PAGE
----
Max Cleland's defeat in the 2002 U.S. Senate race in Georgia marked the demise of the state's long dominant Democratic Party.
Although Cleland lost both legs and an arm in Vietnam, he was defeated by the Republican draft dodger Saxby Chambliss in the post Sept. 11 hyper-patriotic frenzy.
A scurrilous Chambliss campaign ad impugned Cleland's patriotism, showing photos of Saddam Hussein, who had nothing to do with the Sept. 11 attacks, and Osama Bin Laden, the mastermind. Republican U.S. Sens. John McCain and Chuck Hagel, both known for their heroic service in Vietnam, condemned the ad.
After the loss, Cleland battled depression and anxiety from the PTSD he had repressed while serving as a Georgia state senator, Georgia's secretary of state, head of the Veterans Administration during the Carter Administration and one term in the U.S. Senate.
Cleland died Tuesday at age 79 of congestive heart failure, according to the AJC and New York Times. The excellent AJC political columnist Patricia Murphy, who worked on Cleland's staff before her journalistic career, gave a warm portrait of Cleland's private side.
Chambliss' victory signified an impending GOP tide that swept over the South, a tidal wave that reached its fullest intensity in Donald Trump's victory over Hillary Clinton.
The Supreme Court declaring George W. Bush's victory over popular vote winner Al Gore in the 2000 presidential race began the Republican rise to dominance across the South, ending a progressive era that followed the region's resistance to intregration and civil rights.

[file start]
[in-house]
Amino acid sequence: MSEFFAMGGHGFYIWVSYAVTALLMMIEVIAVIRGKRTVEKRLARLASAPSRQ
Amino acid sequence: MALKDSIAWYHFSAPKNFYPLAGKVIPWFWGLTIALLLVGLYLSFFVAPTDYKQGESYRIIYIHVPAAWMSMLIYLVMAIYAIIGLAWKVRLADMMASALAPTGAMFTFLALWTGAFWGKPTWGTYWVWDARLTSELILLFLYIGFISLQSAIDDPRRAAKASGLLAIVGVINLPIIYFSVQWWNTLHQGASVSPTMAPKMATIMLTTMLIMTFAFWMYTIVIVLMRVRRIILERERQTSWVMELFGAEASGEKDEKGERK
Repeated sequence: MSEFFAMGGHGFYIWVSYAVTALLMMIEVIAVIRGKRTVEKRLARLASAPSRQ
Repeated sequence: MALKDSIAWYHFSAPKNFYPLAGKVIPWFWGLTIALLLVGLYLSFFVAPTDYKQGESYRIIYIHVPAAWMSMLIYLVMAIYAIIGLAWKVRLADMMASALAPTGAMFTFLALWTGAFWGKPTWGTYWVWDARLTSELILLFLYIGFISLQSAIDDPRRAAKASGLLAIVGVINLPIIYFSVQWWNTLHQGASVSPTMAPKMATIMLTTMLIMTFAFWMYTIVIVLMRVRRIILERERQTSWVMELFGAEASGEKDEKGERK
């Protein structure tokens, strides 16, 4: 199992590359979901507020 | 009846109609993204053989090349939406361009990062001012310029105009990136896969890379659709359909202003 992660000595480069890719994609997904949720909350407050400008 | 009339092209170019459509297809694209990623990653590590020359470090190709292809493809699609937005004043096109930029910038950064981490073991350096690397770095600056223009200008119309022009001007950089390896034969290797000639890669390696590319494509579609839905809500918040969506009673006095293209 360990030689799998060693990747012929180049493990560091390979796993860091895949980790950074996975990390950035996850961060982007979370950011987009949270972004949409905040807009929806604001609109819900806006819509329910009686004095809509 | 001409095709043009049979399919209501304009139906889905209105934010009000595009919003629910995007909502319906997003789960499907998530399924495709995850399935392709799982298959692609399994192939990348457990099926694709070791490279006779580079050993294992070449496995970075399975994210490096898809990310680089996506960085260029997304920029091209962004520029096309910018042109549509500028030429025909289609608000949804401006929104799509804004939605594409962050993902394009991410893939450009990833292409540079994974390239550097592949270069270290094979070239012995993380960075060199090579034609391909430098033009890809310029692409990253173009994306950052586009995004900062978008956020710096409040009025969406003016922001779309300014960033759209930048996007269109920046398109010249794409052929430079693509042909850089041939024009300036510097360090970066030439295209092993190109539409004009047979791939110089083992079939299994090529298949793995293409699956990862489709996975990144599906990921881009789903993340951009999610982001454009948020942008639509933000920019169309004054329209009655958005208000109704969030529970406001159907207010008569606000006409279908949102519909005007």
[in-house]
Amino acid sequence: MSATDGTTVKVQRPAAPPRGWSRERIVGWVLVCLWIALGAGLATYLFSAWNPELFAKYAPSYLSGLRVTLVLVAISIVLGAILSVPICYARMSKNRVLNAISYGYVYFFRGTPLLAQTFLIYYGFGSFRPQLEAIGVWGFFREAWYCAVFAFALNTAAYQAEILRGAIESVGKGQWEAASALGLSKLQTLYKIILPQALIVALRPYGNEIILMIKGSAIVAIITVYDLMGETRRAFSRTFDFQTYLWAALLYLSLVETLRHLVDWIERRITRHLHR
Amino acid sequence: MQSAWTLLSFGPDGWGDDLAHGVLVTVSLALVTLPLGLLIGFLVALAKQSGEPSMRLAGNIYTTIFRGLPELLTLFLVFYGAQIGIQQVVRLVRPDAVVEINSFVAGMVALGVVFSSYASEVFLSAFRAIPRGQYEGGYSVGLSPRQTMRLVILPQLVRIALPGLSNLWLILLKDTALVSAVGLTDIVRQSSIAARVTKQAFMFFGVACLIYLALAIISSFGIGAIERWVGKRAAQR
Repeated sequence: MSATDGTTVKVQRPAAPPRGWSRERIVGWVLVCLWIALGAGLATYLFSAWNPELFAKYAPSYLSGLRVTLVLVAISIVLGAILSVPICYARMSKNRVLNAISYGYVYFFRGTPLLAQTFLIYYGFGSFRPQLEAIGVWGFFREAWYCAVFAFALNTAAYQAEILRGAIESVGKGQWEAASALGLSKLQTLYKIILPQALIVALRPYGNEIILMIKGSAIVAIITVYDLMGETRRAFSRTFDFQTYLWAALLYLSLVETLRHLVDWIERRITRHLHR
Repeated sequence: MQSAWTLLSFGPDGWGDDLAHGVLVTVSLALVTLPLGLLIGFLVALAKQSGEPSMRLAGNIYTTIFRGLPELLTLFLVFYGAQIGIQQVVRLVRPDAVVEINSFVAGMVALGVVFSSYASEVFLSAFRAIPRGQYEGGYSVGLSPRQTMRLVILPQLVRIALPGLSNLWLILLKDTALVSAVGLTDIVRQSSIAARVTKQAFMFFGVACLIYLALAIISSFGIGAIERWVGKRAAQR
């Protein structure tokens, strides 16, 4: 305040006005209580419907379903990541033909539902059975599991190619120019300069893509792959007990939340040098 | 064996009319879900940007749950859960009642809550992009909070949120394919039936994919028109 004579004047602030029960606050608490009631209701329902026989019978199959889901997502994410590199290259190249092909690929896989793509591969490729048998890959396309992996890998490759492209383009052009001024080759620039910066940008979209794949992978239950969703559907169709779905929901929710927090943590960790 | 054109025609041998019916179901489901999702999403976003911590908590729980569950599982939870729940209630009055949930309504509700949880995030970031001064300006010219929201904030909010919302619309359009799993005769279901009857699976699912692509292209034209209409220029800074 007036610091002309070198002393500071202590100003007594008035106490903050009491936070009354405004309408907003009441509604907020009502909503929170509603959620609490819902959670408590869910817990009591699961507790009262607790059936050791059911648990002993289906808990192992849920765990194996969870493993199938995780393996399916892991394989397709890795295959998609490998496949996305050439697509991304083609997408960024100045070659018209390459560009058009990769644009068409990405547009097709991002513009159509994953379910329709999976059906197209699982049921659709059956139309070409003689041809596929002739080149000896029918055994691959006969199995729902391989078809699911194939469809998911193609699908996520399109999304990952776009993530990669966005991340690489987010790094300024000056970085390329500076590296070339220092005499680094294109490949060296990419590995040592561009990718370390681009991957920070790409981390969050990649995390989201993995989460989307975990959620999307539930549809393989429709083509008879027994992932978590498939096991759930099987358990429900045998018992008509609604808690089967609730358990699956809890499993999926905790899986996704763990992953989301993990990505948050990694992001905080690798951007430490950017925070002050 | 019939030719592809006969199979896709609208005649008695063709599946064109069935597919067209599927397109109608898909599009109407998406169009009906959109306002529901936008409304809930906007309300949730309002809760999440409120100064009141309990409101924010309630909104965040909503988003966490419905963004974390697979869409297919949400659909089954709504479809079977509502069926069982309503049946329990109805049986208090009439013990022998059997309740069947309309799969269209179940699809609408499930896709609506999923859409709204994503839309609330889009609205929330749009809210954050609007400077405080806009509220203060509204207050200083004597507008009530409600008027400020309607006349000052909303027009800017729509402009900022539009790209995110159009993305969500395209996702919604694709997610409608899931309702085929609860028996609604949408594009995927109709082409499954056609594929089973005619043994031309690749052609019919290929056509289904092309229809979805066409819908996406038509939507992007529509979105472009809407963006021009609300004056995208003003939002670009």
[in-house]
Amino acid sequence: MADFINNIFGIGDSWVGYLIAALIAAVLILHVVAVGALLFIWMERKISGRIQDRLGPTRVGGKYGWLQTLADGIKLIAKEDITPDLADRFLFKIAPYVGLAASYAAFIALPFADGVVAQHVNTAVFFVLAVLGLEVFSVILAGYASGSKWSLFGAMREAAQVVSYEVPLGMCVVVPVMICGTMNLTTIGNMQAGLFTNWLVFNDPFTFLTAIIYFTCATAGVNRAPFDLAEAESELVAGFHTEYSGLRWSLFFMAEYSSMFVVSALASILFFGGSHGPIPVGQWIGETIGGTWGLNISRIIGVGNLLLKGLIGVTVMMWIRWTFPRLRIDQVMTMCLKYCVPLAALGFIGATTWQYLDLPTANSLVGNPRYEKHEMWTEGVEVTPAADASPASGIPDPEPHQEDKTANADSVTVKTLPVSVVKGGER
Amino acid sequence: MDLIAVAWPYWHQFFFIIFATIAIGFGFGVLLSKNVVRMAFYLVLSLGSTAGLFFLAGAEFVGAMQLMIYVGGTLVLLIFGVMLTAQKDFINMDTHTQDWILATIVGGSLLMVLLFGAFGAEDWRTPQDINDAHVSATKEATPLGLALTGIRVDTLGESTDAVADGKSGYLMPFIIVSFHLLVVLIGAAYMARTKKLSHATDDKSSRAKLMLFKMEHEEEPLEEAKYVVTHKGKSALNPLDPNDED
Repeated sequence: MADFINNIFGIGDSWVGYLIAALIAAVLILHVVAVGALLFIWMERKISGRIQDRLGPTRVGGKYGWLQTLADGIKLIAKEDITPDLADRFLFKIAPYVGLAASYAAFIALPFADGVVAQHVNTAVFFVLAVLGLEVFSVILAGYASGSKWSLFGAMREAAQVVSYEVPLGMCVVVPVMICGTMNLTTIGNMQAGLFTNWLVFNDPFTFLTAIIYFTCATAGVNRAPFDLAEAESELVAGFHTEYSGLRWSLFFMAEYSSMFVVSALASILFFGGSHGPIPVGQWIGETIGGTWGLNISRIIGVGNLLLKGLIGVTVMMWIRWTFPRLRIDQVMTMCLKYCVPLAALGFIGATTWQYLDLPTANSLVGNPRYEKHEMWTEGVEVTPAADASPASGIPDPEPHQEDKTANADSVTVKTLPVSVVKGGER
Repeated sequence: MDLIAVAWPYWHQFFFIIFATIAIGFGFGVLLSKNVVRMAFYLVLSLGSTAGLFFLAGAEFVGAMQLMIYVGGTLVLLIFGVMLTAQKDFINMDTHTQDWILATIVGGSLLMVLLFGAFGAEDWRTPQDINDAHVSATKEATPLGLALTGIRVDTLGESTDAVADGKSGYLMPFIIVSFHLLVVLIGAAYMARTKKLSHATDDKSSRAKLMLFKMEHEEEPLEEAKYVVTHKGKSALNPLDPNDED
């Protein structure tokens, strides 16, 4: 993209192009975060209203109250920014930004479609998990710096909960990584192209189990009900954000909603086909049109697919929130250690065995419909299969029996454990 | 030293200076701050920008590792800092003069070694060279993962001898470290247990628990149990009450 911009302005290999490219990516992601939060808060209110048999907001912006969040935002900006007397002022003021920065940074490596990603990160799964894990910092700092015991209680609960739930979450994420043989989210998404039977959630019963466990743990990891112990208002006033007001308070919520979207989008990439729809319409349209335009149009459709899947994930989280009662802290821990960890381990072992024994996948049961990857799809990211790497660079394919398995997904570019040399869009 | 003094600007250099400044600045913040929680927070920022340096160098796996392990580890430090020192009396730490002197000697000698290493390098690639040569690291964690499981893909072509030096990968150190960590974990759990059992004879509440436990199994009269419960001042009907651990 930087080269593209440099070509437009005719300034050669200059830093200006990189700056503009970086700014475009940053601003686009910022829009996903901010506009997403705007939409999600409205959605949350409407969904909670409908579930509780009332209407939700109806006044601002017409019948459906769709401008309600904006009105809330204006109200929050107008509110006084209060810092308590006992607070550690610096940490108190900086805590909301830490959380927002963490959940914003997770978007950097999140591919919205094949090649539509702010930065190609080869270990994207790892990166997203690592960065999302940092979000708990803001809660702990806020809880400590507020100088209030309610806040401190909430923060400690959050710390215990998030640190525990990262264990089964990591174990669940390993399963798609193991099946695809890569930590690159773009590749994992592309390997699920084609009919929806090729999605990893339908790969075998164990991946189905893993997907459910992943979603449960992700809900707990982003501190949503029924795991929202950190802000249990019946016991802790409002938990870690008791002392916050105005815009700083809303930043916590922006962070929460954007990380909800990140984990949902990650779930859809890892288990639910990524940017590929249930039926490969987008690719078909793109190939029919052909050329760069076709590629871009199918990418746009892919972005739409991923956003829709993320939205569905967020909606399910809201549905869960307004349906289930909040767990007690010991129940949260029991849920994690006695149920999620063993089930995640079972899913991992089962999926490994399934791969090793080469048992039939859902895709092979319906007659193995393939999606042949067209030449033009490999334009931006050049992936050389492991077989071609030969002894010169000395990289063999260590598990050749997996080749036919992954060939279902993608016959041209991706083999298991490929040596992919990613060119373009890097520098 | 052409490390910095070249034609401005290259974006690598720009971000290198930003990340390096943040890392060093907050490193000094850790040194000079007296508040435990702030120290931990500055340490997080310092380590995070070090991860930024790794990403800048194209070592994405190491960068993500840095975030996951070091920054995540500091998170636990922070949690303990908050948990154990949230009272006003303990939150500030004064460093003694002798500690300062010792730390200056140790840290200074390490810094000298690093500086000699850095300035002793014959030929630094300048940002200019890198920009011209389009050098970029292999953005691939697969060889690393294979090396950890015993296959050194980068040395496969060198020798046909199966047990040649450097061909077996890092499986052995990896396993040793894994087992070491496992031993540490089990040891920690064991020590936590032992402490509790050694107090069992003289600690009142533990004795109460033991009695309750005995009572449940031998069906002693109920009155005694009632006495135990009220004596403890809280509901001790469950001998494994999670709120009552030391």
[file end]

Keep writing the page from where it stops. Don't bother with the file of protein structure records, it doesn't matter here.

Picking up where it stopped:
In Georgia, Cleland's loss presaged that of moderate Democratic Gov. Roy Barnes to Republican Sonny Perdue. Barnes' push to remove the Confederate battlefield insignia from the Georgia flag was a significant factor in Cleland's loss, and brought Barnes' doom.
Texas, Georgia, Arkansas, Louisiana, Florida and even Mississippi and Alabama had seen Democratic progressives make gains in governors' seats and state legislatures from the 1970s through the 1990s.
But with Bush political guru Karl Rove guiding strategy following the Sept. 11 attacks, the GOP's malevolent political campaigns led to the party winning the South, finishing efforts begun by Richard Nixon, Ronald Reagan and Newt Gingrich.
For more than a century after the Civil War, the GOP barely existed in the South because of its connection to Abraham Lincoln and Republican rule during Reconstruction.
But following the virulent racism and intransigent opposition to segregation championed by Southern Democratic senators like Georgia's Richard Russell and Mississippi's John Stennis, the Voting Rights Act increased black political power in the Democratic Party. The Republican Party, following Nixon and Reagan, turned violently to the right.
The right-wing Republican Party has ruled the South throughout the 21st century, repressing black voter rights, cutting taxes on the wealthy and slashing public services, and attacking women's abortion rights.
Democratic progressives have made significant gains in recent years, with Joe Biden winning Georgia over Donald Trump and Democrats Raphael Warnock and Jon Ossoff winning U.S. Senate campaigns.
But Republican Glenn Youngkin's recent shocking victory in Virginia crushed rosy Democratic dreams of retaking the South. The GOP remains in control of state legislatures, giving them power over redistricting before the crucial 2022 midterm elections,
May Cleland's heroic career inspire a re-dedication to the ideals he championed.